Along those lines, I believe you are married but you travel solo. Does your husband share your passion for travel and animals? What are you able to bring back to your relationship at home after you’ve been away on a solo adventure?
Barb: I am fortunate to have a husband of twenty-five years who has always encouraged me to follow my dreams and pursue my passions, even if they are different from his. He was in the Air Force and traveled overseas a lot, so at this time he doesn’t have a desire to go outside the U.S. We do travel together in our motorhome, though, and have been to over forty states. As for my husband’s interest in animals, he also loves dogs and we have been dog parents for over twenty years.
Regarding what I bring back to our relationship after a solo adventure, I always return home with a renewed appreciation for our marriage. Even though I enjoy my solo adventures, it is always comforting to return to the life we have built together.
The United States is not known for providing a lavish amount of vacation time in contrast to many European countries, yet you seem to have been able to maintain a consistent travel itinerary. What’s been your secret for maintaining a work-travel balance?
Barb: Yes, the U.S. is definitely lacking in the amount of vacation days given to employees! As I mentioned earlier, I’ve worked at the same hospital for over thirty-six years. I receive six weeks of vacation, which allows me time to go overseas. Last October, I semi-retired and changed to an “as needed” work status. Now, when I am home I work as much as possible but can take off as many weeks as I need to travel.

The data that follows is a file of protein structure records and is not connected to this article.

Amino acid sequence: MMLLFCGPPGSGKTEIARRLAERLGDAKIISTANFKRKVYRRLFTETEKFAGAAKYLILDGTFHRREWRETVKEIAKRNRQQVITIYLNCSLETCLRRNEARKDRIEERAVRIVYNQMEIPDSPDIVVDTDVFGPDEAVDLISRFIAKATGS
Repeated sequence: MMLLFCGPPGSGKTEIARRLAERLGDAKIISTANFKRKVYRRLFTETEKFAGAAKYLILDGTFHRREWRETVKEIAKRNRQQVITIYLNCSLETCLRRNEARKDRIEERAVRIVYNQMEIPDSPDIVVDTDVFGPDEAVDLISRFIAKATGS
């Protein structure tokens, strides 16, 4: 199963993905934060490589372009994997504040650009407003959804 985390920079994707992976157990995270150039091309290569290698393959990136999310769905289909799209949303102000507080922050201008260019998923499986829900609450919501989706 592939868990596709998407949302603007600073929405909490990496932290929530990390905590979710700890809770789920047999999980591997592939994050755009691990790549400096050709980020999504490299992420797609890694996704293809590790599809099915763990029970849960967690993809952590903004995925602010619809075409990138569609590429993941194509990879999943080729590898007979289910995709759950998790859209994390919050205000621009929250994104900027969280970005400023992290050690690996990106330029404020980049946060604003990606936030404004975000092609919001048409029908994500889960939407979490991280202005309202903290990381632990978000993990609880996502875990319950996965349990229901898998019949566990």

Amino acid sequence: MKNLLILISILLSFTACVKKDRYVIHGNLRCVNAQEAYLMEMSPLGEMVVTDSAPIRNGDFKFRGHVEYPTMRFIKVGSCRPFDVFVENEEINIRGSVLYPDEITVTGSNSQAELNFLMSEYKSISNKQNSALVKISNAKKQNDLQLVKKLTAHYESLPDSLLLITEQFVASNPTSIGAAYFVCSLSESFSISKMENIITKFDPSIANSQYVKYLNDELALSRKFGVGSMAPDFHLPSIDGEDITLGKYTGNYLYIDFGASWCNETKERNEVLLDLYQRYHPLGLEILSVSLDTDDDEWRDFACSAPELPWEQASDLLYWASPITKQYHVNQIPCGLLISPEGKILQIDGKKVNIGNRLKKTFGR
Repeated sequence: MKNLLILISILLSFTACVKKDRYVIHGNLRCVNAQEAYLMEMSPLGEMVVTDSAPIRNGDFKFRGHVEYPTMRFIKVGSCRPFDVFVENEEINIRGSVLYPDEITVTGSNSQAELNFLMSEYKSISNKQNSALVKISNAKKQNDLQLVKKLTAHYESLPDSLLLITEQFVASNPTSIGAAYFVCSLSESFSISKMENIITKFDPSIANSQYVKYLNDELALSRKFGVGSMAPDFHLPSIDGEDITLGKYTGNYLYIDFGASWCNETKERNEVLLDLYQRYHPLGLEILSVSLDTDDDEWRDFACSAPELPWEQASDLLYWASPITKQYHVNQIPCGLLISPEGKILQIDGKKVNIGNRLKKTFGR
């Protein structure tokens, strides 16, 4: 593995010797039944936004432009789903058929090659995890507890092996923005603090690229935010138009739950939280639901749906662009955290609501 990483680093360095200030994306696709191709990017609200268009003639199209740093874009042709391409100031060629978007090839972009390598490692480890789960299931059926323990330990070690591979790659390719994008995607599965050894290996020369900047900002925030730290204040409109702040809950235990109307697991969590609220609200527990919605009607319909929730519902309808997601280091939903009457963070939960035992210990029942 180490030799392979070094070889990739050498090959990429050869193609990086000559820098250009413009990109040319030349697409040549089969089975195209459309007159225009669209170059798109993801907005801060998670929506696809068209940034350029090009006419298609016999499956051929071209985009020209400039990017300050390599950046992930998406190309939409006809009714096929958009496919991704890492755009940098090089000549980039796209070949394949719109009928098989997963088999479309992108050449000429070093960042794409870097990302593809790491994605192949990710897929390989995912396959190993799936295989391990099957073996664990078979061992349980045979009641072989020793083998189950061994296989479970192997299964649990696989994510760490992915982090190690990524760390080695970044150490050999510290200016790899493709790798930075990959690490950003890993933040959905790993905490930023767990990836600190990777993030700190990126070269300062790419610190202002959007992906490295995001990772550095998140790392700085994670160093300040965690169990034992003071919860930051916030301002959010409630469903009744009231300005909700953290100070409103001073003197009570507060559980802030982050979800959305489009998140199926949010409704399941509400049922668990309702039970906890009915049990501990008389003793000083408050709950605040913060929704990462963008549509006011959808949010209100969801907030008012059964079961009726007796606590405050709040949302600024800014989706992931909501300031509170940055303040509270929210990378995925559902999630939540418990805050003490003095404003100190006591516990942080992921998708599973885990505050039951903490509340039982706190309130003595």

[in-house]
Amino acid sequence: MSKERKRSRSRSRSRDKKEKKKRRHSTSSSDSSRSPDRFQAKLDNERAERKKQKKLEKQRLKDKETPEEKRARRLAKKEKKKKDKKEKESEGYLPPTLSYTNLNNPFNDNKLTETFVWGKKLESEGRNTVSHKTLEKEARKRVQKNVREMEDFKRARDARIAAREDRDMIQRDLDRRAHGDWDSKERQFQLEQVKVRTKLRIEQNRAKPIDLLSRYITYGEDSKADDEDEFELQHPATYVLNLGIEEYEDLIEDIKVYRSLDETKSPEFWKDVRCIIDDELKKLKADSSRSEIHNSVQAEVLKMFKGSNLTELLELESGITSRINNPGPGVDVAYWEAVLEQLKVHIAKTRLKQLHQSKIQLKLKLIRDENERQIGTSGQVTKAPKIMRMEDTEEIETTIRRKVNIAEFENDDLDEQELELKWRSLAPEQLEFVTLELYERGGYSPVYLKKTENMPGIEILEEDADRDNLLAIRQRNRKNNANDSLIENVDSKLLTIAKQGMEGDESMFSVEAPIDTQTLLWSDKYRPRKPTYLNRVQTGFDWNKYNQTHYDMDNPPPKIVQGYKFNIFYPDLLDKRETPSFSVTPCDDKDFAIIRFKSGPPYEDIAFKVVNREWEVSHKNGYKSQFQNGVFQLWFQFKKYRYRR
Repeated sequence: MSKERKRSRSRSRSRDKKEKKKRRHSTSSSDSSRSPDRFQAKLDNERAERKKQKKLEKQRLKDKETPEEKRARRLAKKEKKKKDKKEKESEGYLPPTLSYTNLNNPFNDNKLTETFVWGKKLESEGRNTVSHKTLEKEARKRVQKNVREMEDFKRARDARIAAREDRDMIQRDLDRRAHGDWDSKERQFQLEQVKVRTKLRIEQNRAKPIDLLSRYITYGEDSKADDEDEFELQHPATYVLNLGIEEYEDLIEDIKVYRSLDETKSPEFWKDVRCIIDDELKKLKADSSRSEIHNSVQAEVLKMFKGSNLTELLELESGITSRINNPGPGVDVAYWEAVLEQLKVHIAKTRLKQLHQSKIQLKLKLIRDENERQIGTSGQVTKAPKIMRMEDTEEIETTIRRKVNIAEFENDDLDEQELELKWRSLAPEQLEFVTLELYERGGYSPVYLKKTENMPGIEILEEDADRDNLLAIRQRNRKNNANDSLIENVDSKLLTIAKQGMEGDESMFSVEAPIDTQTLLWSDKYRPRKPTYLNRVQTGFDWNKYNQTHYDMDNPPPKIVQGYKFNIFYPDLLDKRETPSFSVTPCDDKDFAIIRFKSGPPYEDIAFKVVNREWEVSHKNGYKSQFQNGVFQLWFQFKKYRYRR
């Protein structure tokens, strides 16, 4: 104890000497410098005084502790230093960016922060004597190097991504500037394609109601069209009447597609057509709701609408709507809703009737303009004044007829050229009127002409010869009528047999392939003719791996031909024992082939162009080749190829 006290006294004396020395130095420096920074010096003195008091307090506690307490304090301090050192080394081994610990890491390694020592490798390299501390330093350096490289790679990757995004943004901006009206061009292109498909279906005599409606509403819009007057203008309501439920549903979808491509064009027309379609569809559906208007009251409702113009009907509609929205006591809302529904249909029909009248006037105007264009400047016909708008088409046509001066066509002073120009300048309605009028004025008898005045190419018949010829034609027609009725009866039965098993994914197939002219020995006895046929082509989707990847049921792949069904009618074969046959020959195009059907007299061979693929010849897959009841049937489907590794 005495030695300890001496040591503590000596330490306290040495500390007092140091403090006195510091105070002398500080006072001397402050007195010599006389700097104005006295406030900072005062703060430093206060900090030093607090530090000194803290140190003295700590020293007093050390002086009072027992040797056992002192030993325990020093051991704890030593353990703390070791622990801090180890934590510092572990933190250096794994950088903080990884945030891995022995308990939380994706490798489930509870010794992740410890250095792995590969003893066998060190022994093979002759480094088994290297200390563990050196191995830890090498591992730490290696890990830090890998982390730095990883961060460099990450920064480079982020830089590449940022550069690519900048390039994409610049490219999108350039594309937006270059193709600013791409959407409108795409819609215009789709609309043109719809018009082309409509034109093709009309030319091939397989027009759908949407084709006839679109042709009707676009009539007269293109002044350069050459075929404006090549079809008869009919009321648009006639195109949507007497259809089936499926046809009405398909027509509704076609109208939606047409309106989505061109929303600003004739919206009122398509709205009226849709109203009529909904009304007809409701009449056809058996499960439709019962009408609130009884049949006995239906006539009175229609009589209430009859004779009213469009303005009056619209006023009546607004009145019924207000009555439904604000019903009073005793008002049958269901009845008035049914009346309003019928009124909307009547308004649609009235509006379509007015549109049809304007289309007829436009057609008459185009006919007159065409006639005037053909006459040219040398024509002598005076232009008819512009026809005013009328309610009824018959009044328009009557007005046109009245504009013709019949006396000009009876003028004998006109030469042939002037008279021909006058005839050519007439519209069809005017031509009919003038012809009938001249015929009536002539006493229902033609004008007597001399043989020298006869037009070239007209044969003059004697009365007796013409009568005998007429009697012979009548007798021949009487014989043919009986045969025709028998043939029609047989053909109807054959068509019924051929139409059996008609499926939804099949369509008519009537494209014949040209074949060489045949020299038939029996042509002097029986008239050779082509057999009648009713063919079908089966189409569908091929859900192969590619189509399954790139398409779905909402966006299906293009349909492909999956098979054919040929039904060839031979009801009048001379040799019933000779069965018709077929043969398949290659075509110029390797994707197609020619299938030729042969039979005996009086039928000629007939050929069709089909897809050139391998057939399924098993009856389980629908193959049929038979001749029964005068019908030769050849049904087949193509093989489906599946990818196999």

You seem to have a particular fondness for warm climates near the ocean, yet you live in North Dakota. Would you ever consider permanently moving to one of your favorite sunny locales?
Barb: You are correct that I enjoy tropical weather and beaches. I was in my mid-thirties before I had the opportunity to experience such beautiful climate and scenery. After that trip, winters became more difficult to endure because I had experienced the heat of a February sun and discovered that I love having my feet in sand and salt water.
Every time I travel to a warm, scenic destination I ask myself if I could live there. But, as I contemplate that location, my itchy feet tell me to go someplace new. Now that I am semi-retired I do plan to spend several winter months someplace where I don’t have to wear four layers of clothes.
What are some of your upcoming destinations and projects? Is there anywhere you really want to visit that you’ve never been to yet, or an animal you really want to work with?
Barb: Upcoming destinations and projects include the following:
- Cook Islands: Esther Honey Foundation (animal clinic)
- Nepal: Street Dog Care (shelter)
- Bahamas: Operation Potcake (spay/neuter clinic)
- Thailand: Headrock Dogs (shelter)
- Honduras: World Vets (spay/neuter clinic)